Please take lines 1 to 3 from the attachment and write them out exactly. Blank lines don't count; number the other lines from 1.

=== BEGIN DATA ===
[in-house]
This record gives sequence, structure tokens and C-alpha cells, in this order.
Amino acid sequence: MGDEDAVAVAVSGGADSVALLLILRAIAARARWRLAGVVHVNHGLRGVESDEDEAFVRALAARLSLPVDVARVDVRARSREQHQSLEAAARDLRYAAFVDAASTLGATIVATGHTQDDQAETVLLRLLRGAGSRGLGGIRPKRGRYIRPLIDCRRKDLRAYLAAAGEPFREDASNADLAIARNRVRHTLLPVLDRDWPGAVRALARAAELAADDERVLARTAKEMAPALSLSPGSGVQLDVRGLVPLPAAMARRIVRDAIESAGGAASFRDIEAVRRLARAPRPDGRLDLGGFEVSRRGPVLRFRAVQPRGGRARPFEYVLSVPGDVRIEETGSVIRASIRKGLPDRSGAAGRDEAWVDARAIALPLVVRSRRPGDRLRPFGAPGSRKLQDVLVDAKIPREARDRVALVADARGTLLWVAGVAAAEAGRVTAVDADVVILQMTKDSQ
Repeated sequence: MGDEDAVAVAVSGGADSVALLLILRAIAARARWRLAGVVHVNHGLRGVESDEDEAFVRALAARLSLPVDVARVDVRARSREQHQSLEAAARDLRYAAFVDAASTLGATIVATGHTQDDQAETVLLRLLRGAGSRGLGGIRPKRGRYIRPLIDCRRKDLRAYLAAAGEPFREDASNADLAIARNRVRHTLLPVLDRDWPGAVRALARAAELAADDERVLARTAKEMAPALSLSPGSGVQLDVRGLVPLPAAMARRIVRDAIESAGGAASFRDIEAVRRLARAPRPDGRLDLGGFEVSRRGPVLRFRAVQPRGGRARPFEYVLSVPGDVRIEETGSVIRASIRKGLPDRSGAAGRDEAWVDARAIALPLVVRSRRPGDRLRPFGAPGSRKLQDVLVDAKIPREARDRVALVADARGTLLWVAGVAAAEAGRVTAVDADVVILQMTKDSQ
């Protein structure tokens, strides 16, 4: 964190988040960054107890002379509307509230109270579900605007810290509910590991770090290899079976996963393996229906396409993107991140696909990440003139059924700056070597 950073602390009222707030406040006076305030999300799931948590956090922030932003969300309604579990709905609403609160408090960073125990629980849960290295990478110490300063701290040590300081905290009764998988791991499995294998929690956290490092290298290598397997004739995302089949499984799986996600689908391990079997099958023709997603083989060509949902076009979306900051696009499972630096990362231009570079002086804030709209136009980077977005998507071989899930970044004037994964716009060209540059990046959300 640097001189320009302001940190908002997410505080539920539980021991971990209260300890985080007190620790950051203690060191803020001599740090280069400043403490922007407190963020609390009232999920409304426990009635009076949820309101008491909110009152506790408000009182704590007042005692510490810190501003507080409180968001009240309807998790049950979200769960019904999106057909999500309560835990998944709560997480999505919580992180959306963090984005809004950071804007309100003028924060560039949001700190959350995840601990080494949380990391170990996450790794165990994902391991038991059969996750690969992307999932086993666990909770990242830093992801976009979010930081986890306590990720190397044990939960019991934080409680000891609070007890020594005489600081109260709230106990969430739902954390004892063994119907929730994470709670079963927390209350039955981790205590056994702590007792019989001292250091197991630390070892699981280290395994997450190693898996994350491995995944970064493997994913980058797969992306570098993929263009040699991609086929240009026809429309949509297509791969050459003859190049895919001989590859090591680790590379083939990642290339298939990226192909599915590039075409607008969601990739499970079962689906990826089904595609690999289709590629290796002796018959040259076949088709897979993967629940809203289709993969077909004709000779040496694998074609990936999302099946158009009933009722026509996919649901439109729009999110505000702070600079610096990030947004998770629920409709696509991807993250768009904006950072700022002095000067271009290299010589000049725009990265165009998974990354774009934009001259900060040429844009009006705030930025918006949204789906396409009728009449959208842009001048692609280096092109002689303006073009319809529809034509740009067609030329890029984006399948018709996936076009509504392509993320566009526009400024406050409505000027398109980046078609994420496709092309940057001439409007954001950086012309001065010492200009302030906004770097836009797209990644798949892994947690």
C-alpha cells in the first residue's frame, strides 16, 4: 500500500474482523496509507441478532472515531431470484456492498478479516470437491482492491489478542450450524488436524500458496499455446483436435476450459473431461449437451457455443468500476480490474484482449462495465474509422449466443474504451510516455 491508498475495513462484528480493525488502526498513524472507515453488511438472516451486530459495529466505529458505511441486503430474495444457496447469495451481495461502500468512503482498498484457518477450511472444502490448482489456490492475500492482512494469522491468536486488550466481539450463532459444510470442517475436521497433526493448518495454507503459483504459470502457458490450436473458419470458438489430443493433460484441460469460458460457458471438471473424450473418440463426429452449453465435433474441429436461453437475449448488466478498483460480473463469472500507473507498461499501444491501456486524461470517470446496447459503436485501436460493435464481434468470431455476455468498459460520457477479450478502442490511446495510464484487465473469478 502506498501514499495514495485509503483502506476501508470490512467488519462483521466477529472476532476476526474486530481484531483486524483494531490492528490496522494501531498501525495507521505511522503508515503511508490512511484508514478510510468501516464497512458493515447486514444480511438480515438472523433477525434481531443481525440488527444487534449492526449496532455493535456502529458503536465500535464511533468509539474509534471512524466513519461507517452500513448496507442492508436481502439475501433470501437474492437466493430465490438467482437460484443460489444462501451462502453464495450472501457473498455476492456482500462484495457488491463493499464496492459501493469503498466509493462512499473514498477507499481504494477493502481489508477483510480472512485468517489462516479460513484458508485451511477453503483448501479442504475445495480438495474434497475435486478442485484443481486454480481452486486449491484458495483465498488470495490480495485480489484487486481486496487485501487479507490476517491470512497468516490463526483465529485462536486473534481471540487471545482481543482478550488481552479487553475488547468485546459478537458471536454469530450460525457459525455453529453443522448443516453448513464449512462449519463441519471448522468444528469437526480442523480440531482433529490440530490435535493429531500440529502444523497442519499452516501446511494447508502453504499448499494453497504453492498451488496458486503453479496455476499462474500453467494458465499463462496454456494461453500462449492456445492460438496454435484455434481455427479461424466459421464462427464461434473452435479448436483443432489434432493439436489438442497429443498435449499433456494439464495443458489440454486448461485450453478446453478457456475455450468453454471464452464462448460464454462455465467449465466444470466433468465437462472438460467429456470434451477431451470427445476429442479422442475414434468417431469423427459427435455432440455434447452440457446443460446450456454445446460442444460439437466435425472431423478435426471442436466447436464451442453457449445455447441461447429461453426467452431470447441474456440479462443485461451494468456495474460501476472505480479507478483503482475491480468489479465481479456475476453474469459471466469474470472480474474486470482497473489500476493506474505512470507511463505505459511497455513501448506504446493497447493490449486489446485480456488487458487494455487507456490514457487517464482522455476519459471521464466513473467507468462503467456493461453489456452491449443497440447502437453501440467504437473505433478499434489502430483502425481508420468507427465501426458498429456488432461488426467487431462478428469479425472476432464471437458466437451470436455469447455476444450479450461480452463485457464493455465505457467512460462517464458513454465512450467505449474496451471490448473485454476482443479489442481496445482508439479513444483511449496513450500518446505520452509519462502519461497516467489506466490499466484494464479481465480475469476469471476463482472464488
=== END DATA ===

[in-house]
This record gives sequence, structure tokens and C-alpha cells, in this order.
Amino acid sequence: MGDEDAVAVAVSGGADSVALLLILRAIAARARWRLAGVVHVNHGLRGVESDEDEAFVRALAARLSLPVDVARVDVRARSREQHQSLEAAARDLRYAAFVDAASTLGATIVATGHTQDDQAETVLLRLLRGAGSRGLGGIRPKRGRYIRPLIDCRRKDLRAYLAAAGEPFREDASNADLAIARNRVRHTLLPVLDRDWPGAVRALARAAELAADDERVLARTAKEMAPALSLSPGSGVQLDVRGLVPLPAAMARRIVRDAIESAGGAASFRDIEAVRRLARAPRPDGRLDLGGFEVSRRGPVLRFRAVQPRGGRARPFEYVLSVPGDVRIEETGSVIRASIRKGLPDRSGAAGRDEAWVDARAIALPLVVRSRRPGDRLRPFGAPGSRKLQDVLVDAKIPREARDRVALVADARGTLLWVAGVAAAEAGRVTAVDADVVILQMTKDSQ